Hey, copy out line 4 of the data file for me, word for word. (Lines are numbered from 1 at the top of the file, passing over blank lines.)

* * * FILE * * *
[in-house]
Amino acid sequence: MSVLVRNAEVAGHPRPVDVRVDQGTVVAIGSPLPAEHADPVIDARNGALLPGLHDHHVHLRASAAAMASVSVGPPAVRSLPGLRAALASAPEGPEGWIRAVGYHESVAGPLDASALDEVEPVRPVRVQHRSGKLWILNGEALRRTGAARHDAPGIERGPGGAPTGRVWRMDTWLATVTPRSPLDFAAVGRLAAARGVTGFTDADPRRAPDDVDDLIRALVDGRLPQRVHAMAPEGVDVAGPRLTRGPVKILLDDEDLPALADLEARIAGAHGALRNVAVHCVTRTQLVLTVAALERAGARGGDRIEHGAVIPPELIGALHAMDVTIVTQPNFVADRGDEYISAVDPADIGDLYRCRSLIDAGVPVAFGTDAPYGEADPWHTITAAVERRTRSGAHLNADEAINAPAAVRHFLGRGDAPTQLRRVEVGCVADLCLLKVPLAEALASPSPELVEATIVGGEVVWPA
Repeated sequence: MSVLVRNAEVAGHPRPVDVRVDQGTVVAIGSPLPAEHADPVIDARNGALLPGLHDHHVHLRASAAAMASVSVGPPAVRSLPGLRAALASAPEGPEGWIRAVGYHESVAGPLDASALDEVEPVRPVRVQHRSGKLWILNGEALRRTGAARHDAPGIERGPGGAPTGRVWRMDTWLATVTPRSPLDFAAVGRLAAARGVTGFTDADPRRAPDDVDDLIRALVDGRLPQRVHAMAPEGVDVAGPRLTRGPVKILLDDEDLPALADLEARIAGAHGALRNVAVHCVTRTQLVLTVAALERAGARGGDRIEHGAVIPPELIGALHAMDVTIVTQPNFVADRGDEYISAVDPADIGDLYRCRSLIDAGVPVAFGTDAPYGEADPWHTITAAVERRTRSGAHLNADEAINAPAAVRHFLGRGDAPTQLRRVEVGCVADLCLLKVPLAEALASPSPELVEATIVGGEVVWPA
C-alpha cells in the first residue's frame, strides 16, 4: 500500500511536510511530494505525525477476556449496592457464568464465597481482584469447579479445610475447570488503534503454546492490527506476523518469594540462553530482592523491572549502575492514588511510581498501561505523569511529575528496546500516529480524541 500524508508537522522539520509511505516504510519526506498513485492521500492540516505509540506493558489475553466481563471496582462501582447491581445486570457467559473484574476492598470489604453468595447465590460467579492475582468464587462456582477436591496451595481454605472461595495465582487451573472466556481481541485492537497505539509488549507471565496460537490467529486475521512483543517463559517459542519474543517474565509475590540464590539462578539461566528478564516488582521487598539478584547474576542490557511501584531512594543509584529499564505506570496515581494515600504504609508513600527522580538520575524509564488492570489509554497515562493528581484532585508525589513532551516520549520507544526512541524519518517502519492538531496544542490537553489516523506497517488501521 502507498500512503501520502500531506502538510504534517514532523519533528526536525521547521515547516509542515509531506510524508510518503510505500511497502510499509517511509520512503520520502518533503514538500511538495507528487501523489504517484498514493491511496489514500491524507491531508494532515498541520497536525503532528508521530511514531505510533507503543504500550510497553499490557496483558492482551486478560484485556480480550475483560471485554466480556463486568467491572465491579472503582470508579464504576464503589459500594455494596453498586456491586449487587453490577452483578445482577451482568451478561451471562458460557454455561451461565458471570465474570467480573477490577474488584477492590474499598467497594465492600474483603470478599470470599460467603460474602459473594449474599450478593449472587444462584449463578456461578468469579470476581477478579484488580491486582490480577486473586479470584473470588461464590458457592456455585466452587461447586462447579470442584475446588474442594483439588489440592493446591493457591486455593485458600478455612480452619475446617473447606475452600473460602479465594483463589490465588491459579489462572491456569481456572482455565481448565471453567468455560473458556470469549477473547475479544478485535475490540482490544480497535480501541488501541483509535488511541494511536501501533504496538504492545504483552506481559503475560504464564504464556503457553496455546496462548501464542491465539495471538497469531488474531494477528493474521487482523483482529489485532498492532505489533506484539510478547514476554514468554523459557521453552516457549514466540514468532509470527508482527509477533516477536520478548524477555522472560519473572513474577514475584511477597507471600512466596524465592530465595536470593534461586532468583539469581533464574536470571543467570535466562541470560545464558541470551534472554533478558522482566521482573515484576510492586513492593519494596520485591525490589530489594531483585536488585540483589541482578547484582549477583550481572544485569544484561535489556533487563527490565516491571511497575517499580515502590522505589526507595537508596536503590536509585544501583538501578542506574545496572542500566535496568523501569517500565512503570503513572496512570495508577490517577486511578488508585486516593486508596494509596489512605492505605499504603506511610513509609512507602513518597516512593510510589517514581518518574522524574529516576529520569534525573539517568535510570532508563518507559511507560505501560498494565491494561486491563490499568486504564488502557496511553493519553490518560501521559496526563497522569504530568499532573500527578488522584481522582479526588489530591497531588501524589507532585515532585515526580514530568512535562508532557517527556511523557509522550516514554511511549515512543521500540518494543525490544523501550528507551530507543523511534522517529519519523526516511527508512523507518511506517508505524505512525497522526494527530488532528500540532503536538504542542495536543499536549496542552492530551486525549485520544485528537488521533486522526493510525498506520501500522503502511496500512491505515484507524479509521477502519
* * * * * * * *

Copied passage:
C-alpha cells in the first residue's frame, strides 16, 4: 500500500511536510511530494505525525477476556449496592457464568464465597481482584469447579479445610475447570488503534503454546492490527506476523518469594540462553530482592523491572549502575492514588511510581498501561505523569511529575528496546500516529480524541 500524508508537522522539520509511505516504510519526506498513485492521500492540516505509540506493558489475553466481563471496582462501582447491581445486570457467559473484574476492598470489604453468595447465590460467579492475582468464587462456582477436591496451595481454605472461595495465582487451573472466556481481541485492537497505539509488549507471565496460537490467529486475521512483543517463559517459542519474543517474565509475590540464590539462578539461566528478564516488582521487598539478584547474576542490557511501584531512594543509584529499564505506570496515581494515600504504609508513600527522580538520575524509564488492570489509554497515562493528581484532585508525589513532551516520549520507544526512541524519518517502519492538531496544542490537553489516523506497517488501521 502507498500512503501520502500531506502538510504534517514532523519533528526536525521547521515547516509542515509531506510524508510518503510505500511497502510499509517511509520512503520520502518533503514538500511538495507528487501523489504517484498514493491511496489514500491524507491531508494532515498541520497536525503532528508521530511514531505510533507503543504500550510497553499490557496483558492482551486478560484485556480480550475483560471485554466480556463486568467491572465491579472503582470508579464504576464503589459500594455494596453498586456491586449487587453490577452483578445482577451482568451478561451471562458460557454455561451461565458471570465474570467480573477490577474488584477492590474499598467497594465492600474483603470478599470470599460467603460474602459473594449474599450478593449472587444462584449463578456461578468469579470476581477478579484488580491486582490480577486473586479470584473470588461464590458457592456455585466452587461447586462447579470442584475446588474442594483439588489440592493446591493457591486455593485458600478455612480452619475446617473447606475452600473460602479465594483463589490465588491459579489462572491456569481456572482455565481448565471453567468455560473458556470469549477473547475479544478485535475490540482490544480497535480501541488501541483509535488511541494511536501501533504496538504492545504483552506481559503475560504464564504464556503457553496455546496462548501464542491465539495471538497469531488474531494477528493474521487482523483482529489485532498492532505489533506484539510478547514476554514468554523459557521453552516457549514466540514468532509470527508482527509477533516477536520478548524477555522472560519473572513474577514475584511477597507471600512466596524465592530465595536470593534461586532468583539469581533464574536470571543467570535466562541470560545464558541470551534472554533478558522482566521482573515484576510492586513492593519494596520485591525490589530489594531483585536488585540483589541482578547484582549477583550481572544485569544484561535489556533487563527490565516491571511497575517499580515502590522505589526507595537508596536503590536509585544501583538501578542506574545496572542500566535496568523501569517500565512503570503513572496512570495508577490517577486511578488508585486516593486508596494509596489512605492505605499504603506511610513509609512507602513518597516512593510510589517514581518518574522524574529516576529520569534525573539517568535510570532508563518507559511507560505501560498494565491494561486491563490499568486504564488502557496511553493519553490518560501521559496526563497522569504530568499532573500527578488522584481522582479526588489530591497531588501524589507532585515532585515526580514530568512535562508532557517527556511523557509522550516514554511511549515512543521500540518494543525490544523501550528507551530507543523511534522517529519519523526516511527508512523507518511506517508505524505512525497522526494527530488532528500540532503536538504542542495536543499536549496542552492530551486525549485520544485528537488521533486522526493510525498506520501500522503502511496500512491505515484507524479509521477502519